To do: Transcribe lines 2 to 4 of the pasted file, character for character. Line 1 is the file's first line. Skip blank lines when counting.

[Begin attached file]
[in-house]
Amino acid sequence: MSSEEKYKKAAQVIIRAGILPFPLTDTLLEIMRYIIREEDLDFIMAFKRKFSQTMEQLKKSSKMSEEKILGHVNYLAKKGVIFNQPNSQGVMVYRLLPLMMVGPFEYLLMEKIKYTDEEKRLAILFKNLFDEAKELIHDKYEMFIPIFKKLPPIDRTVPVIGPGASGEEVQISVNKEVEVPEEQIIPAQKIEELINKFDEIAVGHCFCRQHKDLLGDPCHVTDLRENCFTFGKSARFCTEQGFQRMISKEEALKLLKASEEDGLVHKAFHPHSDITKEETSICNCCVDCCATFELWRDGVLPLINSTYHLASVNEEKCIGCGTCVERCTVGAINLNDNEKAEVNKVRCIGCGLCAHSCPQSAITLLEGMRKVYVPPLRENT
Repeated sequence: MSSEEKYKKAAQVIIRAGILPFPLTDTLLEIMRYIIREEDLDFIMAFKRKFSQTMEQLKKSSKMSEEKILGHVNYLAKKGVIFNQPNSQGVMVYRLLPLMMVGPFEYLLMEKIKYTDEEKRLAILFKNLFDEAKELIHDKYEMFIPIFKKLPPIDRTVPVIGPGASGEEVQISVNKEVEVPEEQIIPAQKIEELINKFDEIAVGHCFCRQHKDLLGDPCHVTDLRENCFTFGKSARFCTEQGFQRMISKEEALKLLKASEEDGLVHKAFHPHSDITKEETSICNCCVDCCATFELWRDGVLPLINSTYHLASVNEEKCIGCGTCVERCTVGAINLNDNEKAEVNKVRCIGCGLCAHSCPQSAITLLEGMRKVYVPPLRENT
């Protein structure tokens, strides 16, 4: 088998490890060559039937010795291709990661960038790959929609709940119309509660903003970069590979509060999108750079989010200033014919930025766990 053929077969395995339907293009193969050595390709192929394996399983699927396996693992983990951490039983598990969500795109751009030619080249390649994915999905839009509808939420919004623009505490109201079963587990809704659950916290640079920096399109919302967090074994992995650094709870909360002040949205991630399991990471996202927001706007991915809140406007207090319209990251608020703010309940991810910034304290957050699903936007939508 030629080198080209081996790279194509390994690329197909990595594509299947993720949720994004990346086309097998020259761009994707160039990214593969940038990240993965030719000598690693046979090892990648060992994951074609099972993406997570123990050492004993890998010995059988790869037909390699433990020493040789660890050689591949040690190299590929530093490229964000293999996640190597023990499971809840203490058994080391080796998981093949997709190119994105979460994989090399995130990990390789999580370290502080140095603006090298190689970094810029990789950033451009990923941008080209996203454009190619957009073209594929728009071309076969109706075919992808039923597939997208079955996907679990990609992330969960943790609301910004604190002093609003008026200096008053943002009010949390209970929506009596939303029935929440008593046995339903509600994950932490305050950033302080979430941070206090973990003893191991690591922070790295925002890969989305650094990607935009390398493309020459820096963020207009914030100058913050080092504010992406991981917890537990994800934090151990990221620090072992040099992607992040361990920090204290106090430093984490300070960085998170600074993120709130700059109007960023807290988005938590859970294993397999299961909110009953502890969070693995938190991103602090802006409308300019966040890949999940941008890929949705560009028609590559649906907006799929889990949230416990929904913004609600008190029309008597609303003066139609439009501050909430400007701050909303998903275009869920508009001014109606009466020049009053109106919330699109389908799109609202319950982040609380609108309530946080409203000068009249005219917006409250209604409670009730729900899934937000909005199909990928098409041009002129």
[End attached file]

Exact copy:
Amino acid sequence: MSSEEKYKKAAQVIIRAGILPFPLTDTLLEIMRYIIREEDLDFIMAFKRKFSQTMEQLKKSSKMSEEKILGHVNYLAKKGVIFNQPNSQGVMVYRLLPLMMVGPFEYLLMEKIKYTDEEKRLAILFKNLFDEAKELIHDKYEMFIPIFKKLPPIDRTVPVIGPGASGEEVQISVNKEVEVPEEQIIPAQKIEELINKFDEIAVGHCFCRQHKDLLGDPCHVTDLRENCFTFGKSARFCTEQGFQRMISKEEALKLLKASEEDGLVHKAFHPHSDITKEETSICNCCVDCCATFELWRDGVLPLINSTYHLASVNEEKCIGCGTCVERCTVGAINLNDNEKAEVNKVRCIGCGLCAHSCPQSAITLLEGMRKVYVPPLRENT
Repeated sequence: MSSEEKYKKAAQVIIRAGILPFPLTDTLLEIMRYIIREEDLDFIMAFKRKFSQTMEQLKKSSKMSEEKILGHVNYLAKKGVIFNQPNSQGVMVYRLLPLMMVGPFEYLLMEKIKYTDEEKRLAILFKNLFDEAKELIHDKYEMFIPIFKKLPPIDRTVPVIGPGASGEEVQISVNKEVEVPEEQIIPAQKIEELINKFDEIAVGHCFCRQHKDLLGDPCHVTDLRENCFTFGKSARFCTEQGFQRMISKEEALKLLKASEEDGLVHKAFHPHSDITKEETSICNCCVDCCATFELWRDGVLPLINSTYHLASVNEEKCIGCGTCVERCTVGAINLNDNEKAEVNKVRCIGCGLCAHSCPQSAITLLEGMRKVYVPPLRENT
């Protein structure tokens, strides 16, 4: 088998490890060559039937010795291709990661960038790959929609709940119309509660903003970069590979509060999108750079989010200033014919930025766990 053929077969395995339907293009193969050595390709192929394996399983699927396996693992983990951490039983598990969500795109751009030619080249390649994915999905839009509808939420919004623009505490109201079963587990809704659950916290640079920096399109919302967090074994992995650094709870909360002040949205991630399991990471996202927001706007991915809140406007207090319209990251608020703010309940991810910034304290957050699903936007939508 030629080198080209081996790279194509390994690329197909990595594509299947993720949720994004990346086309097998020259761009994707160039990214593969940038990240993965030719000598690693046979090892990648060992994951074609099972993406997570123990050492004993890998010995059988790869037909390699433990020493040789660890050689591949040690190299590929530093490229964000293999996640190597023990499971809840203490058994080391080796998981093949997709190119994105979460994989090399995130990990390789999580370290502080140095603006090298190689970094810029990789950033451009990923941008080209996203454009190619957009073209594929728009071309076969109706075919992808039923597939997208079955996907679990990609992330969960943790609301910004604190002093609003008026200096008053943002009010949390209970929506009596939303029935929440008593046995339903509600994950932490305050950033302080979430941070206090973990003893191991690591922070790295925002890969989305650094990607935009390398493309020459820096963020207009914030100058913050080092504010992406991981917890537990994800934090151990990221620090072992040099992607992040361990920090204290106090430093984490300070960085998170600074993120709130700059109007960023807290988005938590859970294993397999299961909110009953502890969070693995938190991103602090802006409308300019966040890949999940941008890929949705560009028609590559649906907006799929889990949230416990929904913004609600008190029309008597609303003066139609439009501050909430400007701050909303998903275009869920508009001014109606009466020049009053109106919330699109389908799109609202319950982040609380609108309530946080409203000068009249005219917006409250209604409670009730729900899934937000909005199909990928098409041009002129």